Oh! for the good old days of Pope Alexander VI, robustly heterosexual and openly doting on his many children from several mistresses! No hypocrisy there, just another Renaissance prelate who was a loose-living old reprobate.
Unlike ex-Cardinal Theodore McCarrick, the former Archbishop of Newark and Washington DC, confidante of popes, and media go-to guy.
In disgrace after revelations that he was a homosexual who may have molested two minors decades ago (which he denies) and many seminarians and priests. Pope Francis has ordered him to live “a life of prayer and penance in seclusion”. He had to resign from the College of Cardinals, the only cleric to do so since 1927.
What Americans must find galling, sickening even, is that McCarrick was the spokesman for the US Conference of Catholic Bishops on the sex abuse crisis in 2002, the man who called for a zero-tolerance policy. “I think it touched us all deeply to see how so many people have suffered because of a few very sick and mixed-up priests, criminal priests I guess you'd say,” he said in an interview.
He was on the money about the pain caused to victims and to ordinary Catholics in the pews – except that after his own downfall, it must be hard for people to believe that there are only a few of those criminal priests.
The McCarrick debacle has blackened the name of the Catholic Church, perhaps for decades. In many minds, all clerics will be tarred as hypocrites. There’s a bit of truth in the amusing old adage that “hypocrisy is the homage vice pays to virtue”, but no one is in the mood to be amused. If a Cardinal, a prince of the Church, may smile and smile and be a villain, what about the parish priest? The local bishop?
Such a conclusion is terribly unjust. Most priests and bishops, though they are ordinary men who wrestle with their own failings, live their vocation to celibacy with great fidelity. Even in the days of Alexander VI the number of austere and irreproachable saints was legion. But you can be forgiven for thinking otherwise, thanks to ex-Cardinal McCarrick.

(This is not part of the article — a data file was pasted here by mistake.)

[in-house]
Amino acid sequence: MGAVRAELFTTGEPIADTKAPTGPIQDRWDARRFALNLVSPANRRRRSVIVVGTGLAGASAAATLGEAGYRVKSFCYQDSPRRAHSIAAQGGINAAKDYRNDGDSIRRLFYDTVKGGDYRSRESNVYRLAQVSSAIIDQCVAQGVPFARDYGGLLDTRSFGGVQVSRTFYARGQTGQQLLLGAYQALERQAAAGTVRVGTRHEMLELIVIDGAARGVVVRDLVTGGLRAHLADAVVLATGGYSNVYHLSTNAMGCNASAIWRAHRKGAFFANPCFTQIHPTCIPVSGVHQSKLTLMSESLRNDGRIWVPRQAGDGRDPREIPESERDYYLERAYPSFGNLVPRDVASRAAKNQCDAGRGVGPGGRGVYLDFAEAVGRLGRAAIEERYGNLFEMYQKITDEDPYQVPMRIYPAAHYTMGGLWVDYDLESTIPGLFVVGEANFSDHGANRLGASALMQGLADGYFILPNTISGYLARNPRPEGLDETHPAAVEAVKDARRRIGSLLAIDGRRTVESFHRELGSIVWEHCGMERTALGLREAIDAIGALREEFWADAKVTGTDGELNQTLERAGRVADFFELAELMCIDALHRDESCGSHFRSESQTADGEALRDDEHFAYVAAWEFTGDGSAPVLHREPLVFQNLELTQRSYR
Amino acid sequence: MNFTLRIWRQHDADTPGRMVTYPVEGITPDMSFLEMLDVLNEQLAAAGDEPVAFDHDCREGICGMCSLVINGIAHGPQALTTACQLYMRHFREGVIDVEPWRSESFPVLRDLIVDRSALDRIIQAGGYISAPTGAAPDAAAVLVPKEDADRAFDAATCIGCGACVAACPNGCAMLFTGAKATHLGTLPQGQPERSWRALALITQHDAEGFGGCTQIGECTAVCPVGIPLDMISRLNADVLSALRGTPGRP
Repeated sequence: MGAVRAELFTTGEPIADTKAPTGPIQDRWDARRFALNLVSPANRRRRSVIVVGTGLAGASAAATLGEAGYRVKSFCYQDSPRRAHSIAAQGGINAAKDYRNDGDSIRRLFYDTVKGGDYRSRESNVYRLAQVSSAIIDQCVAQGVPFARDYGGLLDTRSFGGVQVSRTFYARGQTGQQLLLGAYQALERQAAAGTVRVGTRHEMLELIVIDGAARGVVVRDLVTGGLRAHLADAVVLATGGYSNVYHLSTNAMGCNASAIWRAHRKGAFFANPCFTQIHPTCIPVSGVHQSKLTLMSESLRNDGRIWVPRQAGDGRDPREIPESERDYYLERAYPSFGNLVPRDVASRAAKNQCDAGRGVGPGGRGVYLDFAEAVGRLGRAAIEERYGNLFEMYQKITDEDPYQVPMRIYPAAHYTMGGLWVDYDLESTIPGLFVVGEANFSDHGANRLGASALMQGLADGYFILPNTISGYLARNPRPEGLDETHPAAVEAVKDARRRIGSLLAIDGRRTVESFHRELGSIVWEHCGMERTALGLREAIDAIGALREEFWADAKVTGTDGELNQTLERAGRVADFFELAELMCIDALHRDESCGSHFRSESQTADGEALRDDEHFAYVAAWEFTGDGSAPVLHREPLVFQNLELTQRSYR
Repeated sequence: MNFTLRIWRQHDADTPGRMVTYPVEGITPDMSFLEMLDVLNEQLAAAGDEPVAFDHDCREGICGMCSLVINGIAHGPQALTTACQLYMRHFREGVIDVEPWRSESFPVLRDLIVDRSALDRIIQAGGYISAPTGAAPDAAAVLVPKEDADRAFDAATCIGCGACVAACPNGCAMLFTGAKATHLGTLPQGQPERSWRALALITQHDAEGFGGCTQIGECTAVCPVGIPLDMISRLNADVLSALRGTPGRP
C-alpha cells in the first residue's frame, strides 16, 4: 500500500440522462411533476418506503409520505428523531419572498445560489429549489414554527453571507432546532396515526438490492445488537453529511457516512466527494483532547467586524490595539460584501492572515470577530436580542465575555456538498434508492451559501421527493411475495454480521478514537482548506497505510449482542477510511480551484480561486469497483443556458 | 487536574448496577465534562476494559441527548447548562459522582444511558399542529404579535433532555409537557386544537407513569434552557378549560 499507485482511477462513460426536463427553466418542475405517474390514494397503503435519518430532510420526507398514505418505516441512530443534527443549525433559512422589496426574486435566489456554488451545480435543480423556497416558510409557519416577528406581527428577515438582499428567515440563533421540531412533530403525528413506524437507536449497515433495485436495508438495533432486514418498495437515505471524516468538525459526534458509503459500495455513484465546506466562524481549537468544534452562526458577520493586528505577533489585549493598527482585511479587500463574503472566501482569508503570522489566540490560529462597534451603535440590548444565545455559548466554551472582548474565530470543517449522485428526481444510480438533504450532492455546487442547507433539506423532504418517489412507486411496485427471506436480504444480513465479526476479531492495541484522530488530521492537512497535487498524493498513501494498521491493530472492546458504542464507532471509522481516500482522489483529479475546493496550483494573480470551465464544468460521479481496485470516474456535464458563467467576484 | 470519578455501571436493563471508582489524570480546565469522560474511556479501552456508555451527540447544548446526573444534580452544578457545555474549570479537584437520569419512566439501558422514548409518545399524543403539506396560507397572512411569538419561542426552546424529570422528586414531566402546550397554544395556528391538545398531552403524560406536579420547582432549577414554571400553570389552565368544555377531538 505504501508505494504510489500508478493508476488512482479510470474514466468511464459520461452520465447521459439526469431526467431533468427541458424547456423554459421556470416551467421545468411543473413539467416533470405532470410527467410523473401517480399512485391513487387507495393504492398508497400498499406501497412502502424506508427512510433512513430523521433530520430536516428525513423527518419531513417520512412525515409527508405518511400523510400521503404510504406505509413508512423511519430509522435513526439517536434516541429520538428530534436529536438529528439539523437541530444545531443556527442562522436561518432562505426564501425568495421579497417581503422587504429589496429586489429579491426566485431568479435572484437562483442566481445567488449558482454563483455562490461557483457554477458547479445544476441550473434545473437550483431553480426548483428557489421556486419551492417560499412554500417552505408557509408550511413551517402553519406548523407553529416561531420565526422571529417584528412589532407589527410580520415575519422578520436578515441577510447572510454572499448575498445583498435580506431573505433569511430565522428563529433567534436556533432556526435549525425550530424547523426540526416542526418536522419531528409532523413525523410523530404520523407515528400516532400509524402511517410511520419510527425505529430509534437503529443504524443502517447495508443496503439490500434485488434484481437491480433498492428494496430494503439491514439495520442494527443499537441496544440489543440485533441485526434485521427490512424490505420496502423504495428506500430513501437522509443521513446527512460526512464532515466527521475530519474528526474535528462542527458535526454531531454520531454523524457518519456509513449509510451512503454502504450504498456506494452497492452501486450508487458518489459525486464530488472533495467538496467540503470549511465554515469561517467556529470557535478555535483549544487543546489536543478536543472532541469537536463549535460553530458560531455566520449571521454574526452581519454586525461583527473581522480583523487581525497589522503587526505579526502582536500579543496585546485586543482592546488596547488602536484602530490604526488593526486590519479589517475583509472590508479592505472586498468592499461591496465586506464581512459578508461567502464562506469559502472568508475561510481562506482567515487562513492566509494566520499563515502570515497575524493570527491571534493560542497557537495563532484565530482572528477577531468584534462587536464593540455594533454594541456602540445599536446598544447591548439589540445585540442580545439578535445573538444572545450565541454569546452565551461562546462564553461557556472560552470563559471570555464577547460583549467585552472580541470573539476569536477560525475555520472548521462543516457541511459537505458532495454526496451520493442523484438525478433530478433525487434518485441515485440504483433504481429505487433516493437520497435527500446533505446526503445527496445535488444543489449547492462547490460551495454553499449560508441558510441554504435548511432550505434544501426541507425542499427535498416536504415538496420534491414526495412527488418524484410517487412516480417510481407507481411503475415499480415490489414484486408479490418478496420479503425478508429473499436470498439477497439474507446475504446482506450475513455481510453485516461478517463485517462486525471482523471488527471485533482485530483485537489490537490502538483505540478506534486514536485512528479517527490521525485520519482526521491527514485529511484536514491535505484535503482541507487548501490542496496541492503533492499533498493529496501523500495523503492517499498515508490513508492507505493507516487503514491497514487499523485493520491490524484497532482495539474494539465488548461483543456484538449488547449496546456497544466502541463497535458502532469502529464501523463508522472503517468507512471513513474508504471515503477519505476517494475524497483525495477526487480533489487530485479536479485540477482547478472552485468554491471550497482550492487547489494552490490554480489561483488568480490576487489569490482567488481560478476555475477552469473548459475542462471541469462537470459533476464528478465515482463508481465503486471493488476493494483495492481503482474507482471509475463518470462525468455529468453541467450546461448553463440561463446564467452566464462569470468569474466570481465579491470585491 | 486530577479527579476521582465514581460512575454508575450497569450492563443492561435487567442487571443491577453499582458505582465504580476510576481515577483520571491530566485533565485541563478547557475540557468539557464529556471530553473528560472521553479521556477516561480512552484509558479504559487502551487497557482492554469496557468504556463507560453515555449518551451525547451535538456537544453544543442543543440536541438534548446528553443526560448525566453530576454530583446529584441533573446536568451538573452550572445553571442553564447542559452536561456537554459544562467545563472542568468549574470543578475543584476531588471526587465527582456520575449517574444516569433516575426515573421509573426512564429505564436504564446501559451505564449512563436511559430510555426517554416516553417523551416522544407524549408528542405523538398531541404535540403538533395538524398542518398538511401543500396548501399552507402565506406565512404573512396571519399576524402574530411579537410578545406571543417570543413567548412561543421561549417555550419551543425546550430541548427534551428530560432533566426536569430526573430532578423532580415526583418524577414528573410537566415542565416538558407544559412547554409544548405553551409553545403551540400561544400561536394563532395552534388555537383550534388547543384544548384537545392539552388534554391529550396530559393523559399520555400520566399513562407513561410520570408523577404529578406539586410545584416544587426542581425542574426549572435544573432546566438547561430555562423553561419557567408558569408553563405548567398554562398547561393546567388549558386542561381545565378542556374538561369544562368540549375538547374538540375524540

Still worse is the suspicion that there was a conspiracy of silence amongst the Catholic hierarchy about his failings. In the aftermath of McCarrick’s disgrace some journalists say that they had known but could not publish anything in a major media outlet because they lacked documentation and convincing witnesses.
But small sites on the internet did publish well-supported denunciations. A site called Renew America reported in 2005, almost 13 years ago, that two priests had gone on the record about his invitations to seminarians to sleep with him. A blog post by Richard Sipe, a psychologist and former priest, gave lurid details in 2010, eight years ago.
This suggests one of two possibilities: either many Church authorities had never heard of the internet or they were turning a blind eye to McCarrick’s homosexual antics.
In fact, things were humming along quite nicely for McCarrick in his honourable retirement. There was not a trickle of scandal until the dyke broke with news of allegations that he had abused two underage boys early in his career. Homosexual activity between freely consenting adults apparently was nothing for bishops to worry about, but abusing children was criminal activity which could not be ignored. At least, that’s the impression that inaction gives.